To the Bone
Eli has been in and out of treatment for her eating disorder. She’s so skeletal and drawn, her eye sockets seem oversized and her skin looks gray. But she insists everything is under control. Like, get over it.
Her family begs her to try yet another inpatient program, and she agrees to join a group home where half a dozen other young bulimics and anorexics (“rexies”) are living in various states of recovery. The house’s lone male resident, Luke (newcomer Alex Sharp) takes an instant liking to her.
Her formal treatment includes a disastrous family therapy session with her new-age mother (Lili Taylor) and well-meaning but often inappropriate stepmother (an outstanding Carrie Preston). Informally, it includes a fledgling romance with Luke and a bizarre bottle-feeding ritual with her mom.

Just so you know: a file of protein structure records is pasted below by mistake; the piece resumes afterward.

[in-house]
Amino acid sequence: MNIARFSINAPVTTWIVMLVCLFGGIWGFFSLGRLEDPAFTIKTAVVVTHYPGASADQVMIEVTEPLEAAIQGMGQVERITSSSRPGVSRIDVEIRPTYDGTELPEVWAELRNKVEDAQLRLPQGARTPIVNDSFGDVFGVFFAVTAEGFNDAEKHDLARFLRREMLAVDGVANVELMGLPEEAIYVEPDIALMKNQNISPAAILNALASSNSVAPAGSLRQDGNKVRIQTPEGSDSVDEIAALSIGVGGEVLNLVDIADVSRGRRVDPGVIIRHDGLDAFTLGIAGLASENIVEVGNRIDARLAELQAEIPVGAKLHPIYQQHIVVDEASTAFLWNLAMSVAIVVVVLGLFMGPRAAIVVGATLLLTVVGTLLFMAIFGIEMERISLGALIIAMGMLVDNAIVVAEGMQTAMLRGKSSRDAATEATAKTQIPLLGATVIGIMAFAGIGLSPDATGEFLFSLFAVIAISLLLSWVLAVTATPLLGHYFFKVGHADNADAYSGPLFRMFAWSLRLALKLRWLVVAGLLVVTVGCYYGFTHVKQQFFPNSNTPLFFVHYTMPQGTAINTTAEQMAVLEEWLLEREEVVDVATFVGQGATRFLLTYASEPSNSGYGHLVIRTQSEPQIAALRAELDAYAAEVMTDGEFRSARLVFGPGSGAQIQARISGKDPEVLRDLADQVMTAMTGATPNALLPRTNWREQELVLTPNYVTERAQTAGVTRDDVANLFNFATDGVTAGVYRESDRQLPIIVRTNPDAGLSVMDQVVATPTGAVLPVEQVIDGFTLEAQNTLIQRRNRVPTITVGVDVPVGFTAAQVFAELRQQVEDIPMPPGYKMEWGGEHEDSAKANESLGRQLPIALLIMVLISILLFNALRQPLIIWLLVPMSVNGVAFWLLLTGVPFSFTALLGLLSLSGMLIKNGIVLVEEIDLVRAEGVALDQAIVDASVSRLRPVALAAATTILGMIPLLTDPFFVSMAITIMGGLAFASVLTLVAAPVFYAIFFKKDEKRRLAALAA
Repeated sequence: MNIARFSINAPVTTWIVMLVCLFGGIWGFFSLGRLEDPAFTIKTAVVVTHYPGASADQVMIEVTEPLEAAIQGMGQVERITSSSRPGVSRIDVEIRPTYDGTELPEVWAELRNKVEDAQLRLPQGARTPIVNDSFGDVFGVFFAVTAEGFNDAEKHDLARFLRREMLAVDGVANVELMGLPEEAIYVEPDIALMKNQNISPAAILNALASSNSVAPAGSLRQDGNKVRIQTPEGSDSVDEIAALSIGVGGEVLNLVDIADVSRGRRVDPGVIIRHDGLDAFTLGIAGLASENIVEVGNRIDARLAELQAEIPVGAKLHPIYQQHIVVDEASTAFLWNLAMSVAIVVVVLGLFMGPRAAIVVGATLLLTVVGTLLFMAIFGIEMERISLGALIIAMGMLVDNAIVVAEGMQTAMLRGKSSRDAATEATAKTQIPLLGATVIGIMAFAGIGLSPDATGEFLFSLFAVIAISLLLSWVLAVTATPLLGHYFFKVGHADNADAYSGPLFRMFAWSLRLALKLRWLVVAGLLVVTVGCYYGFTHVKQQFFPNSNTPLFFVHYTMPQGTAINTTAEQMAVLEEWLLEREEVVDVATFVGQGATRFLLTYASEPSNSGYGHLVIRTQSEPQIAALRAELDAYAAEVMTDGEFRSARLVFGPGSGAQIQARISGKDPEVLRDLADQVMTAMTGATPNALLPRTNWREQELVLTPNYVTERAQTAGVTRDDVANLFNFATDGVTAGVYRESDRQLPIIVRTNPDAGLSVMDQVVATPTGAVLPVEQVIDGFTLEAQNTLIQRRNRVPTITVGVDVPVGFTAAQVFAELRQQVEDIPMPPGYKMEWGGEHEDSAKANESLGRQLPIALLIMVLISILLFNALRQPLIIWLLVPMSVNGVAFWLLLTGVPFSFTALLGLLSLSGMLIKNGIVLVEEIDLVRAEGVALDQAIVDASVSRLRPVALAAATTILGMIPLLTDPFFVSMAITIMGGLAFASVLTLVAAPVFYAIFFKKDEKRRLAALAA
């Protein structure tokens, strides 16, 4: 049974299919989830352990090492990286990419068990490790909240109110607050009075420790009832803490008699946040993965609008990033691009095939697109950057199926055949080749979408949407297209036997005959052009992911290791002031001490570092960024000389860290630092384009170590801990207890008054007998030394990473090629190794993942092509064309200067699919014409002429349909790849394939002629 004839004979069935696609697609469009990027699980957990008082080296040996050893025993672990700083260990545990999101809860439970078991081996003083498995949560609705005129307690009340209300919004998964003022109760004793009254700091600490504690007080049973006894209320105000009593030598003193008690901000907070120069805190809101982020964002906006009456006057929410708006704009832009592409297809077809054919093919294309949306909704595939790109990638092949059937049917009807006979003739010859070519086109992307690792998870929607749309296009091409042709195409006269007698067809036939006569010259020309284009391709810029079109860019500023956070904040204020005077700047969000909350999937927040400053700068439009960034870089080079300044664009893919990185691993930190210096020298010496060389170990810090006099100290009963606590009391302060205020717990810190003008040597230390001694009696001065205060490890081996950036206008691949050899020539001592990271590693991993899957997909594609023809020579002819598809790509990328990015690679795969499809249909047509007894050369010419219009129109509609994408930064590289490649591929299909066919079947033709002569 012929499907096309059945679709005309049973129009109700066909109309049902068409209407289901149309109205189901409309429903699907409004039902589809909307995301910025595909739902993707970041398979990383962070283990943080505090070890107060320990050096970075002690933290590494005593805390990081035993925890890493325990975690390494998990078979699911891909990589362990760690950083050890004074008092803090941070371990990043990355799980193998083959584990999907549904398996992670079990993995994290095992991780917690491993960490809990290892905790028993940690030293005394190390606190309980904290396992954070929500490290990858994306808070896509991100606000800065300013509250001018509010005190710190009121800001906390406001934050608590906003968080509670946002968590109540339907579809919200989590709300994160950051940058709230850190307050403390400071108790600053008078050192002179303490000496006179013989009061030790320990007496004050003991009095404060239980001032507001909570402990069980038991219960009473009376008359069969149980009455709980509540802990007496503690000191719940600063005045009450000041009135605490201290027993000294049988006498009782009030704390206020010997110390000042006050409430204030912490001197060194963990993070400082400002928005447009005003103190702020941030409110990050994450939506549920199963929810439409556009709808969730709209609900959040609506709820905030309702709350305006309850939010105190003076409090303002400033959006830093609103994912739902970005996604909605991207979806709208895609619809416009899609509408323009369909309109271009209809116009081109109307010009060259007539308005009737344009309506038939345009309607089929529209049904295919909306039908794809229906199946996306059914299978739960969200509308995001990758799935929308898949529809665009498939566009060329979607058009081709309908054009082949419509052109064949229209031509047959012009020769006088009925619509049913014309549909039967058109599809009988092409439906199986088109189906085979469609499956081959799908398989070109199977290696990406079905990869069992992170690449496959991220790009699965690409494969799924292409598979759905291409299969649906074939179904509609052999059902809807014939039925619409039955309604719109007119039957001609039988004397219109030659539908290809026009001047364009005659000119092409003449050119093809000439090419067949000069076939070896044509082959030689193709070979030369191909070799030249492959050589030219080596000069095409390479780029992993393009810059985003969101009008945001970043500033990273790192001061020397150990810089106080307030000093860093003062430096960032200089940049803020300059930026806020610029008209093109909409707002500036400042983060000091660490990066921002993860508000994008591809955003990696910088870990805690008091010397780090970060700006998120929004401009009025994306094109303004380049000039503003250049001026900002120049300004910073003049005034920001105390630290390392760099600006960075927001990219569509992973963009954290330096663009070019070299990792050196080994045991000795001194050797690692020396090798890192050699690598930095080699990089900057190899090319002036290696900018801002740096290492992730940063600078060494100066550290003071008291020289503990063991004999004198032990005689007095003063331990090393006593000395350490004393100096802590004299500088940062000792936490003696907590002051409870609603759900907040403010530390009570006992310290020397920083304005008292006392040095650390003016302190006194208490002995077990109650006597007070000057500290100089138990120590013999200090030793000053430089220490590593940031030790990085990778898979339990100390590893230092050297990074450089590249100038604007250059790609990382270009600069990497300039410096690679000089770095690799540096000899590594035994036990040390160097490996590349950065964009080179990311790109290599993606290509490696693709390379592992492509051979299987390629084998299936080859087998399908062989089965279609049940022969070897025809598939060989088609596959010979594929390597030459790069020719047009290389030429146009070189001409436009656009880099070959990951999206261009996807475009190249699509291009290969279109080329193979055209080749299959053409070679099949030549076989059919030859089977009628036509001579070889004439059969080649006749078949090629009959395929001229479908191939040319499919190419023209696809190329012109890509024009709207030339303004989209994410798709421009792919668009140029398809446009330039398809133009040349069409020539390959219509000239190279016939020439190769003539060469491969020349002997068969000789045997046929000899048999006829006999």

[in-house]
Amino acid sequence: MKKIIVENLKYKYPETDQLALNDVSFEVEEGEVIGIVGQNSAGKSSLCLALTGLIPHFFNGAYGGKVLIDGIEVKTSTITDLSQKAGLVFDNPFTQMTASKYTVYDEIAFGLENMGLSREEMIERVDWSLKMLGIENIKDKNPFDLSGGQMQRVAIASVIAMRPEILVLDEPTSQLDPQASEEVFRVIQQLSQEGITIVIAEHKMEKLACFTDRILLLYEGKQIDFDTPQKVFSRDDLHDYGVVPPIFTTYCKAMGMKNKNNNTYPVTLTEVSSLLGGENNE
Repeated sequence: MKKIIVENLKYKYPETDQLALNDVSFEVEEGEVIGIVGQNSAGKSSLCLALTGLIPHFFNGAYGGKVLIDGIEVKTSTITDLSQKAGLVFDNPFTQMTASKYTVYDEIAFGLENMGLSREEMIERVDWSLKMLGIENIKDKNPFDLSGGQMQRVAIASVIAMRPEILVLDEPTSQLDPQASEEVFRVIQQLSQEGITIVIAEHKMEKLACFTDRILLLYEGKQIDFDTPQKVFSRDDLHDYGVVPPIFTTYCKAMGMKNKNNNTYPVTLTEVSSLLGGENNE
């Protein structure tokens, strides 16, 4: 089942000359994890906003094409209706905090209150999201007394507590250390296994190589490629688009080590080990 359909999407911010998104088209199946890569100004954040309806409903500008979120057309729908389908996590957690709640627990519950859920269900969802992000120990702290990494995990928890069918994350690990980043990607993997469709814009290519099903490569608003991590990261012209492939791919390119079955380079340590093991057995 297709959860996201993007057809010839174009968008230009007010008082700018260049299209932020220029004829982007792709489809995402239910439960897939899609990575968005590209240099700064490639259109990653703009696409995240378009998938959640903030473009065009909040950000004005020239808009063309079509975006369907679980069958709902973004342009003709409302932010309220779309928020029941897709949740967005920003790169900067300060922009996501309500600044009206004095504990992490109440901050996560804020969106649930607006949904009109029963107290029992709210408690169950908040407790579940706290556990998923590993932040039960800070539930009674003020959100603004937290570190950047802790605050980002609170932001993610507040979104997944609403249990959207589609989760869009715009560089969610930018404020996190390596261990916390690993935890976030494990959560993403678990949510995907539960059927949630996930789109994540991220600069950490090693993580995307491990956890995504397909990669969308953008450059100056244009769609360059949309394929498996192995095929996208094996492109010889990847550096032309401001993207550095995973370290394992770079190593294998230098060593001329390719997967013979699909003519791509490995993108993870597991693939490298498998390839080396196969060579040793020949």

The film presents eating disorders almost like a form of addiction. Keanu Reeves plays Dr Beckham, whose approach is to encourage patients to decide for themselves what their future lives should look like. In one of the film’s most poignant scenes, he reveals one of adulthood’s great and troubling secrets.
“Things don’t all add up,” he says. “But you are resil- ToTheBone.
ient. Face some hard facts and you could have an incredible life.”
And right there is why this film is universal, even if you’re not a young person with an eating disorder. Growing up means realizing that life isn’t always fair and there’s no guarantee that everything will be all right.
Lily Collins plays the lead role in